Mariah Schug speaks about the Faroe Island LGBT community during her exhibit’s opening.
This summer, Mariah Schug, visiting assistant professor of psychology, traveled to the Faroe Islands where she produced a gallery exhibit on animal sexual diversity. The exhibit, titled, “What is Natural? Diversity of the North,” combined Schug’s scientific research and the work of Nordic artists. It was organized by LGBT Faroe Islands and funded by the Nordic Culture Fund, and ran from July 27 through Aug. 30.
According to Schug, the LGBT movement in the Faroe Islands is relatively new. While supported by much of the public, it faces serious criticisms from religious conservatives. Politicians and public figures who are opposed to equal rights for the Faroese LGBT community frequently argue that homosexuality is unnatural, and therefore, ungodly and immoral. Because, in fact, homosexual, bisexual and transgendered behaviors are very well-documented in the animal kingdom, the exhibit sought to educate the public about this fallacy through the arts and sciences, according to Schug.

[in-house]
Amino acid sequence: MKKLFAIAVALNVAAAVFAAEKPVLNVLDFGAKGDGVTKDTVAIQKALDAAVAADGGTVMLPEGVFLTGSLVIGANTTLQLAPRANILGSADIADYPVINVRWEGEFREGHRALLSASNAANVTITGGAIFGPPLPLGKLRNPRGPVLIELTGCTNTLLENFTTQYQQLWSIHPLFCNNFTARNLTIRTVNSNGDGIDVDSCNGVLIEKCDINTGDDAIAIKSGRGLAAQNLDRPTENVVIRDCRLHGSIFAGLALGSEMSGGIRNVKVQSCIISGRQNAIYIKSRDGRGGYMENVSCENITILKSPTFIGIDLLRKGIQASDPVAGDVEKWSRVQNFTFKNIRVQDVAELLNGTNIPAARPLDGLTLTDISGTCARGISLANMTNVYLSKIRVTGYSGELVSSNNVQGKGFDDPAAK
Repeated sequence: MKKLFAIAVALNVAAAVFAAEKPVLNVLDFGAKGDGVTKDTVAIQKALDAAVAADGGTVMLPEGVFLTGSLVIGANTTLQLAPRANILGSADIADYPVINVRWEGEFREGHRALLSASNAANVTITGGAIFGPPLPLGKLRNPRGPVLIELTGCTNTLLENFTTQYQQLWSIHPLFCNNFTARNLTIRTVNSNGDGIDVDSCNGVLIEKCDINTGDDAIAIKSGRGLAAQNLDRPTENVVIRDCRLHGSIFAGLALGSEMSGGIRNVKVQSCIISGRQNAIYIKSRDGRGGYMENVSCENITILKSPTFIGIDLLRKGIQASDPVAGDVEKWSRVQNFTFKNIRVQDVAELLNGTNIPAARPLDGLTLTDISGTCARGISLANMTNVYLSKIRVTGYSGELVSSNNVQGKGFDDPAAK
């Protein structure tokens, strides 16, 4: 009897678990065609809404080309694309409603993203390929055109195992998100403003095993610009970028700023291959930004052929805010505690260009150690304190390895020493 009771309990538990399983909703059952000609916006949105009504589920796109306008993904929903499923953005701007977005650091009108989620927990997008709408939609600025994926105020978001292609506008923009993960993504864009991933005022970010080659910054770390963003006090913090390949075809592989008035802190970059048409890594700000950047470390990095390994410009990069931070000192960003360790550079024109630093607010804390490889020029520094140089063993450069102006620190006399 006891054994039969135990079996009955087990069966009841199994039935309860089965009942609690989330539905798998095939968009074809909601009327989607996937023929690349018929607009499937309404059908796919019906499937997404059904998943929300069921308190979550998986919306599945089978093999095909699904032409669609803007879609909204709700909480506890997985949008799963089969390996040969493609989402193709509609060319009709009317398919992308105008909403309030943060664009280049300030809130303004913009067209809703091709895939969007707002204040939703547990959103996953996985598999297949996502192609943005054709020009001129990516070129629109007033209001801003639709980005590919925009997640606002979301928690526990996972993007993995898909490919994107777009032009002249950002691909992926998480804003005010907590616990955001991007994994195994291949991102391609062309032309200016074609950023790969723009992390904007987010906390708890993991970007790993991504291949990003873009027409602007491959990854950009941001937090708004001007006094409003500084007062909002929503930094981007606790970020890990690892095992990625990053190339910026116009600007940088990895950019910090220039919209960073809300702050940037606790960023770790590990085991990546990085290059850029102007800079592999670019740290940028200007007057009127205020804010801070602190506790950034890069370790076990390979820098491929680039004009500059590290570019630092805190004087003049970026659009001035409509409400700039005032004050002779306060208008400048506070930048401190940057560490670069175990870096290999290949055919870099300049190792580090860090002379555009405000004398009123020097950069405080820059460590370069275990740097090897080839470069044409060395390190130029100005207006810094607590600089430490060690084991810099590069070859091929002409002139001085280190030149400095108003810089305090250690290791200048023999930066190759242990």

“What is Natural? Diversity of the North,” combined Schug’s scientific research and the work of Nordic artists.
Together with a collaborator, Eiler Fagraklett, Schug compiled a list of Nordic animal species that display homosexual, bisexual, and/or transgendered behaviors. They gave the list to artists in the Faroe Islands, Iceland, Greenland and Denmark, who then created paintings, drawings, sculptures and multi-media pieces representing the animals.
Schug then wrote up the scientific evidence describing the animals’ LGBT behaviors. These write-ups were displayed alongside the artwork in both English and Faroese. Also displayed were quotes from Faroese public figures arguing that homosexuality is unnatural.
Schug also presented her research on Faroese attitudes toward equal rights for the Faroese LGBT community at a lecture series coordinated with the exhibit.